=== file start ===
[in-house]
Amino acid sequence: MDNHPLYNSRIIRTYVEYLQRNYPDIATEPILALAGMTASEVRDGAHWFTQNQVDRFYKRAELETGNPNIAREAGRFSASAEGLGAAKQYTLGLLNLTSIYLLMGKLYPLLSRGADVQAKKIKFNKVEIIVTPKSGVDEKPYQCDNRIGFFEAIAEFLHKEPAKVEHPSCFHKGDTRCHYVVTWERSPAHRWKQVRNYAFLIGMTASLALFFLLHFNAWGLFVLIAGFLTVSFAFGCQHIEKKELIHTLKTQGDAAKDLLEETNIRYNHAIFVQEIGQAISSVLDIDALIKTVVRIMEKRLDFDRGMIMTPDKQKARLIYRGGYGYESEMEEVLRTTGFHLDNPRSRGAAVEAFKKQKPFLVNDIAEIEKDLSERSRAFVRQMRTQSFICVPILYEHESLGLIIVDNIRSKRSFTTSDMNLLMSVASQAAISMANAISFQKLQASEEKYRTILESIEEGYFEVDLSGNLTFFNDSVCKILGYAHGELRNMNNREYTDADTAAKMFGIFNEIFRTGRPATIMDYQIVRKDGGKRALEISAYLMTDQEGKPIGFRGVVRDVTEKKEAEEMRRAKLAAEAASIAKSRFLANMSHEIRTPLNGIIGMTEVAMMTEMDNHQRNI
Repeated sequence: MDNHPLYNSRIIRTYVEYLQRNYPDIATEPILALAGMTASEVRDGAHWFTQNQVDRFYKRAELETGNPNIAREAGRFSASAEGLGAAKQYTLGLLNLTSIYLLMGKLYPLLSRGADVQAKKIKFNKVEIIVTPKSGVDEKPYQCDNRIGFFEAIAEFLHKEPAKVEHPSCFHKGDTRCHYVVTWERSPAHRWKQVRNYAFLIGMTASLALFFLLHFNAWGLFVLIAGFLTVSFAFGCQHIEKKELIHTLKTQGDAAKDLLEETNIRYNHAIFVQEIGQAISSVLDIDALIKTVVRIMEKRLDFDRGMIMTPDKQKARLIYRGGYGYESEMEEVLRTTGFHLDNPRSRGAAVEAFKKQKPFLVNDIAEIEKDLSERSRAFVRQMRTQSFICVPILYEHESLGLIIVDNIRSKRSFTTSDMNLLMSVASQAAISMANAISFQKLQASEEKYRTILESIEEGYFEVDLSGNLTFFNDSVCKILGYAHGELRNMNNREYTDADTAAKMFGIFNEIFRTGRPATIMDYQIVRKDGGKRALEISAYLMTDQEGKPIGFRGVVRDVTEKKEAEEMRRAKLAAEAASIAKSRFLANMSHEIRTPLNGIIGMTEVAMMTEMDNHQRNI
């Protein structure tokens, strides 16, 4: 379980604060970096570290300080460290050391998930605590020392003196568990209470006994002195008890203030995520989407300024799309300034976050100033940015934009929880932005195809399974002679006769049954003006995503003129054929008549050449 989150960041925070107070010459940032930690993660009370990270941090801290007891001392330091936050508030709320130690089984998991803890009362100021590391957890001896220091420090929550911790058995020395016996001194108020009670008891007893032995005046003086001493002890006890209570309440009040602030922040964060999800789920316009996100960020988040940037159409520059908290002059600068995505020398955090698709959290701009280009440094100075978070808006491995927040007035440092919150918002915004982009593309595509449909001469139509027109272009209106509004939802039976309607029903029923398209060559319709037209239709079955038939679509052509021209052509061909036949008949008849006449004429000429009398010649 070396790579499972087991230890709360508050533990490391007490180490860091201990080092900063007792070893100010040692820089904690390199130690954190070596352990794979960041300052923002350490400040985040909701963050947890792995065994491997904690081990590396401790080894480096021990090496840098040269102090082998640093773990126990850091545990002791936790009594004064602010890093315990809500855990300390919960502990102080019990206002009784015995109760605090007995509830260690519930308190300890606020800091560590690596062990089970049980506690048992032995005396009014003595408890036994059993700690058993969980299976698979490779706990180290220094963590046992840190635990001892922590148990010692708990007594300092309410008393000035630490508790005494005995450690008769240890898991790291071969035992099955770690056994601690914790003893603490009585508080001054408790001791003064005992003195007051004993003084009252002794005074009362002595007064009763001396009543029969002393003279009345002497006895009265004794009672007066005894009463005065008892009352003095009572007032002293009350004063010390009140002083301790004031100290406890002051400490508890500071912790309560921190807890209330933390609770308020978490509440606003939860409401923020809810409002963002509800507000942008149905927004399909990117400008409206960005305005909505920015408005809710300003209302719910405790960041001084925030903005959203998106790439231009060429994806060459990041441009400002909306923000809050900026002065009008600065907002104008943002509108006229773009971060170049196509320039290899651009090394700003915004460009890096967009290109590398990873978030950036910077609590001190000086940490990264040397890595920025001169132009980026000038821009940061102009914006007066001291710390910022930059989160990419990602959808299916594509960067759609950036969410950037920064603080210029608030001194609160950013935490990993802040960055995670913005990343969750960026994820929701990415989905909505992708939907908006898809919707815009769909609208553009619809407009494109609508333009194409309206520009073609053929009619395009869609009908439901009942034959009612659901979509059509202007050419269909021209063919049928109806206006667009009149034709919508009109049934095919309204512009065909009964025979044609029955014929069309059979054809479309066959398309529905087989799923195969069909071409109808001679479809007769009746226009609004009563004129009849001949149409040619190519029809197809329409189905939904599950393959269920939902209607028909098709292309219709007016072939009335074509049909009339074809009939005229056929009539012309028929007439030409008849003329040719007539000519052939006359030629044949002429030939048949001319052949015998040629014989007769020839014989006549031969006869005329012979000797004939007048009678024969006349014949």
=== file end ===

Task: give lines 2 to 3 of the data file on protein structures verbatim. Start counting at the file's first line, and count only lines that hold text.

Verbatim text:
Amino acid sequence: MDNHPLYNSRIIRTYVEYLQRNYPDIATEPILALAGMTASEVRDGAHWFTQNQVDRFYKRAELETGNPNIAREAGRFSASAEGLGAAKQYTLGLLNLTSIYLLMGKLYPLLSRGADVQAKKIKFNKVEIIVTPKSGVDEKPYQCDNRIGFFEAIAEFLHKEPAKVEHPSCFHKGDTRCHYVVTWERSPAHRWKQVRNYAFLIGMTASLALFFLLHFNAWGLFVLIAGFLTVSFAFGCQHIEKKELIHTLKTQGDAAKDLLEETNIRYNHAIFVQEIGQAISSVLDIDALIKTVVRIMEKRLDFDRGMIMTPDKQKARLIYRGGYGYESEMEEVLRTTGFHLDNPRSRGAAVEAFKKQKPFLVNDIAEIEKDLSERSRAFVRQMRTQSFICVPILYEHESLGLIIVDNIRSKRSFTTSDMNLLMSVASQAAISMANAISFQKLQASEEKYRTILESIEEGYFEVDLSGNLTFFNDSVCKILGYAHGELRNMNNREYTDADTAAKMFGIFNEIFRTGRPATIMDYQIVRKDGGKRALEISAYLMTDQEGKPIGFRGVVRDVTEKKEAEEMRRAKLAAEAASIAKSRFLANMSHEIRTPLNGIIGMTEVAMMTEMDNHQRNI
Repeated sequence: MDNHPLYNSRIIRTYVEYLQRNYPDIATEPILALAGMTASEVRDGAHWFTQNQVDRFYKRAELETGNPNIAREAGRFSASAEGLGAAKQYTLGLLNLTSIYLLMGKLYPLLSRGADVQAKKIKFNKVEIIVTPKSGVDEKPYQCDNRIGFFEAIAEFLHKEPAKVEHPSCFHKGDTRCHYVVTWERSPAHRWKQVRNYAFLIGMTASLALFFLLHFNAWGLFVLIAGFLTVSFAFGCQHIEKKELIHTLKTQGDAAKDLLEETNIRYNHAIFVQEIGQAISSVLDIDALIKTVVRIMEKRLDFDRGMIMTPDKQKARLIYRGGYGYESEMEEVLRTTGFHLDNPRSRGAAVEAFKKQKPFLVNDIAEIEKDLSERSRAFVRQMRTQSFICVPILYEHESLGLIIVDNIRSKRSFTTSDMNLLMSVASQAAISMANAISFQKLQASEEKYRTILESIEEGYFEVDLSGNLTFFNDSVCKILGYAHGELRNMNNREYTDADTAAKMFGIFNEIFRTGRPATIMDYQIVRKDGGKRALEISAYLMTDQEGKPIGFRGVVRDVTEKKEAEEMRRAKLAAEAASIAKSRFLANMSHEIRTPLNGIIGMTEVAMMTEMDNHQRNI